HNW - lacis vs. filet crochet for Victorian

Carolyn Kayta Barrows kayta at
Sat Jul 3 11:24:18 PDT 1999

>< So for Victorian decorating stick with the crochet version, as many
>actual Victorians did.  It looks almost as nice, takes WAY less time, and
>there's no puzzling out where the threads go next. >
>For doing just smple reprise stitch I have to disagree-- I think it's much
>faster to do that than filet crochet, since the net background is already
>made. I think that if I find cloth stitch too annoying then filet would
>work better and probably faster.

The time you might save with crochet would be the time taken threading your
needle each time.  I find this takes a lot of my time when doing other
kinds of embroidery.  

><I think crochet isn't as fragile as lacis in situations where it will take
>a lot of wear, like antimacassars and curtains.  It also has the virtue of
>being machine washable, where I'd be afraid to run real lacis thru the
>washer and dryer.  >
>Yes, but I have no aversion to hand washing -- a lot of my garb is washed
>by hand and I have no problem with that. Modern people seem to demand that
>absolutely everything be machine washable and dryable --  not me!

I too have no aversion to hand washing, many of my own costumes requiring
this treatment.  (BTW, it's all costumes to me, including the 'I just got
up and haven't gotten dressed yet' costume I am wearing as I type this.)
But in addition to the virtue of being machine washable, I think crochet is
not as fragile as, and wears better than, what I learned to call 'darned
net'.  I would crochet most household linen things in preference to doing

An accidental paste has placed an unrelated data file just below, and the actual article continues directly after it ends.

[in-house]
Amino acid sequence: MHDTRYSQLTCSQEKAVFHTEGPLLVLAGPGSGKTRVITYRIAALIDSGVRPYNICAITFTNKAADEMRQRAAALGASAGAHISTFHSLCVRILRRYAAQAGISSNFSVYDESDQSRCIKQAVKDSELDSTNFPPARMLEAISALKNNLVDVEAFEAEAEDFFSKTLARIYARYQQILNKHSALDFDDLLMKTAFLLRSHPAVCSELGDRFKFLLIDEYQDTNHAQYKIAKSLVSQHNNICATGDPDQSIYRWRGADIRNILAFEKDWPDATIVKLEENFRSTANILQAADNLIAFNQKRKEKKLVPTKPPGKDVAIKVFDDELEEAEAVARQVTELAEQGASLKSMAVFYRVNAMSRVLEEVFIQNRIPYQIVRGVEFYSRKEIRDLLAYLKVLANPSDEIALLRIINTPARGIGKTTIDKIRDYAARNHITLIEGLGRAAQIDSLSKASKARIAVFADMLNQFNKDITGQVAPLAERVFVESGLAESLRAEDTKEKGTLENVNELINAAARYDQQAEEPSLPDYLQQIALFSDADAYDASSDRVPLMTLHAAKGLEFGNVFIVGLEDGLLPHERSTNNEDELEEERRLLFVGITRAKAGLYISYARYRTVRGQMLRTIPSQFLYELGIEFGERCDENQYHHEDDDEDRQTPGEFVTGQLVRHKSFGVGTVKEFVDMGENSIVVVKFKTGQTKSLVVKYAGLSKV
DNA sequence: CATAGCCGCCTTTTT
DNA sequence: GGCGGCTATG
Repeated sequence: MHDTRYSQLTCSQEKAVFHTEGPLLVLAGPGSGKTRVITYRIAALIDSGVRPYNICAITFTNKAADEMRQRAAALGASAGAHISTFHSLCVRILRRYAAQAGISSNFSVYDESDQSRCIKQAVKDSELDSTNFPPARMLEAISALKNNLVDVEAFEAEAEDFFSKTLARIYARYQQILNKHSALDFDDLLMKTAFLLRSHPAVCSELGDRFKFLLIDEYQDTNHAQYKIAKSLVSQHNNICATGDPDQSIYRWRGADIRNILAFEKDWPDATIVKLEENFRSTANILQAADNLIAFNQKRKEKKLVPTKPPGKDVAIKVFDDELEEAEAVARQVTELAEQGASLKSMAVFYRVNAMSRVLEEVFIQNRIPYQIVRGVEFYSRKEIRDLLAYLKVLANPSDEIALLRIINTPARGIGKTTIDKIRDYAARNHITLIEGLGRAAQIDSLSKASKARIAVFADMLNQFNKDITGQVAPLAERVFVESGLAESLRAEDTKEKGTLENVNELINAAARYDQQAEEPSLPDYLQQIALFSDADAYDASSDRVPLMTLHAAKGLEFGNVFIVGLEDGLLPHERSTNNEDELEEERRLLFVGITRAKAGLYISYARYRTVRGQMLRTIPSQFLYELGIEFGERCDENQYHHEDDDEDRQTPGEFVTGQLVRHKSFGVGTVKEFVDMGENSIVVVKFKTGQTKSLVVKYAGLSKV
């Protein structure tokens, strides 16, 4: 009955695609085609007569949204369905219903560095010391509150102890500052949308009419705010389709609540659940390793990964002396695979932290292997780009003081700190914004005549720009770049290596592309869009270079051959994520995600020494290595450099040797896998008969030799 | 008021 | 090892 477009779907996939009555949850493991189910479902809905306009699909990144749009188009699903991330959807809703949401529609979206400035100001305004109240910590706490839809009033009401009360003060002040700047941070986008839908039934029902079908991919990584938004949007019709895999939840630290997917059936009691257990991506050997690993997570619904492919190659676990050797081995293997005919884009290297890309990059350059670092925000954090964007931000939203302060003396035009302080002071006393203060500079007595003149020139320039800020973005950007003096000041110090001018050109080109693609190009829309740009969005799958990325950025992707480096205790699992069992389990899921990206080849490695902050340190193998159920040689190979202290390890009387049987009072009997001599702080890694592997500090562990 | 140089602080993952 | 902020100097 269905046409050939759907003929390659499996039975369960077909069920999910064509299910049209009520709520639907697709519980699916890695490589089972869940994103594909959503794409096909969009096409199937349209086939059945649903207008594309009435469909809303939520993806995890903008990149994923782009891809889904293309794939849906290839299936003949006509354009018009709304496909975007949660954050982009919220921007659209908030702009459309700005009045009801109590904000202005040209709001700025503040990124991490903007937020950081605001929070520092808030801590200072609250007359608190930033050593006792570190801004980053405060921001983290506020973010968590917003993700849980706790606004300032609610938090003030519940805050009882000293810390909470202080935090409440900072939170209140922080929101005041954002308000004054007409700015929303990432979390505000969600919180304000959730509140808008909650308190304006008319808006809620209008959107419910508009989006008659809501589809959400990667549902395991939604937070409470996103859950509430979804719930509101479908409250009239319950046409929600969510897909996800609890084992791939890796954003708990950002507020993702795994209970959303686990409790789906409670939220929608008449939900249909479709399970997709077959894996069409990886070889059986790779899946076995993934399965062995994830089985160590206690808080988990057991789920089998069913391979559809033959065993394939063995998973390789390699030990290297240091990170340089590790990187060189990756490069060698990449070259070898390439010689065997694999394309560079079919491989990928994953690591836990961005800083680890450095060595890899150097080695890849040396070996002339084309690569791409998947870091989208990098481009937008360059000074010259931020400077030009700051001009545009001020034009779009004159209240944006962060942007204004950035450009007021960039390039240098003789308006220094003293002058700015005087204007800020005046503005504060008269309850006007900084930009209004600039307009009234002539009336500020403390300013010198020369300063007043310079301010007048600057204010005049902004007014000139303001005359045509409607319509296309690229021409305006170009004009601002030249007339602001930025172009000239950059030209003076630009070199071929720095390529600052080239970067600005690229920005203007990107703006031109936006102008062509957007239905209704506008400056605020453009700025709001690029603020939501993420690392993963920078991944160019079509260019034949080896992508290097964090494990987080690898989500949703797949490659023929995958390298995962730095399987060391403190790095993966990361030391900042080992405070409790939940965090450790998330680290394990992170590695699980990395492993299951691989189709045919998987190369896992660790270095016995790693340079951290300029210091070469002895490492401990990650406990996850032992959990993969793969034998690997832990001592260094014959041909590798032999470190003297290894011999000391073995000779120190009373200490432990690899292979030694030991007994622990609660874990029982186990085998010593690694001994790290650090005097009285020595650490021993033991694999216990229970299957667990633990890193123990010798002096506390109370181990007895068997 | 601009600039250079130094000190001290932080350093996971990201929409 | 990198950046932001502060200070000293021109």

them of darned net, all other things being equal, because I would assume
they would wear better, be less subject to the depredations of the cat,
etc.  But someday I might make a darned net thing just to have done it.
><I have done Victorian filet crochet and cross-stitch from Vinciolo and
>other Renaissance needlework reprints, and called it 'Gothic Revival'.>
>I think this is frightfully clever! <G> With an 1889 house I admit it's
>been tempting to do Art Nouveau, or Tuscan Revival, or Gothic Revival.
>However, I think we are going to just go with Eclectic Victorian (we don't
>like the overly fussy decorating typical of the time).

1889?  Why don't you do ALL of these styles?  It's period to mix them...  I
bet you own enough pieces to decorate several different ways already, or
might be inspired to make them, etc.  And, according to some period photos
I have seen, overly fussy was just one way to do Victorian Eclectic.  Not
everyone laid on the needlework with such a heavy hand as you mention not
liking.  My own family, certainly full of needleworkers, didn't. 

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